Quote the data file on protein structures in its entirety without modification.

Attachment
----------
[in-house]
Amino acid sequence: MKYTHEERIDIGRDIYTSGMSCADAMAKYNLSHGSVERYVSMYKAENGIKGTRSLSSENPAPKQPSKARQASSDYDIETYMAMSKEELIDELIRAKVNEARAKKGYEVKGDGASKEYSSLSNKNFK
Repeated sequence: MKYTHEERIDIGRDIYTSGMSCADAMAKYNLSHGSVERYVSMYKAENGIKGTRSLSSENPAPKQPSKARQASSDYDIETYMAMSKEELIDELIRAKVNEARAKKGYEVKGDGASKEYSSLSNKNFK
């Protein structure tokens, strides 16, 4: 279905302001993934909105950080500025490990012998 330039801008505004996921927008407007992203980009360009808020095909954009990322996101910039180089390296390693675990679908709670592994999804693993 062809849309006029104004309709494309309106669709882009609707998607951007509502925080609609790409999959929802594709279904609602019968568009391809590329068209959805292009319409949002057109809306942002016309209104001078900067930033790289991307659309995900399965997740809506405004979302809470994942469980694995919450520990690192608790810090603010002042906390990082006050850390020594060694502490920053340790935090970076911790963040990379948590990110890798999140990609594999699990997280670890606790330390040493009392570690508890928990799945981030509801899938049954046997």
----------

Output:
[in-house]
Amino acid sequence: MKYTHEERIDIGRDIYTSGMSCADAMAKYNLSHGSVERYVSMYKAENGIKGTRSLSSENPAPKQPSKARQASSDYDIETYMAMSKEELIDELIRAKVNEARAKKGYEVKGDGASKEYSSLSNKNFK
Repeated sequence: MKYTHEERIDIGRDIYTSGMSCADAMAKYNLSHGSVERYVSMYKAENGIKGTRSLSSENPAPKQPSKARQASSDYDIETYMAMSKEELIDELIRAKVNEARAKKGYEVKGDGASKEYSSLSNKNFK
């Protein structure tokens, strides 16, 4: 279905302001993934909105950080500025490990012998 330039801008505004996921927008407007992203980009360009808020095909954009990322996101910039180089390296390693675990679908709670592994999804693993 062809849309006029104004309709494309309106669709882009609707998607951007509502925080609609790409999959929802594709279904609602019968568009391809590329068209959805292009319409949002057109809306942002016309209104001078900067930033790289991307659309995900399965997740809506405004979302809470994942469980694995919450520990690192608790810090603010002042906390990082006050850390020594060694502490920053340790935090970076911790963040990379948590990110890798999140990609594999699990997280670890606790330390040493009392570690508890928990799945981030509801899938049954046997």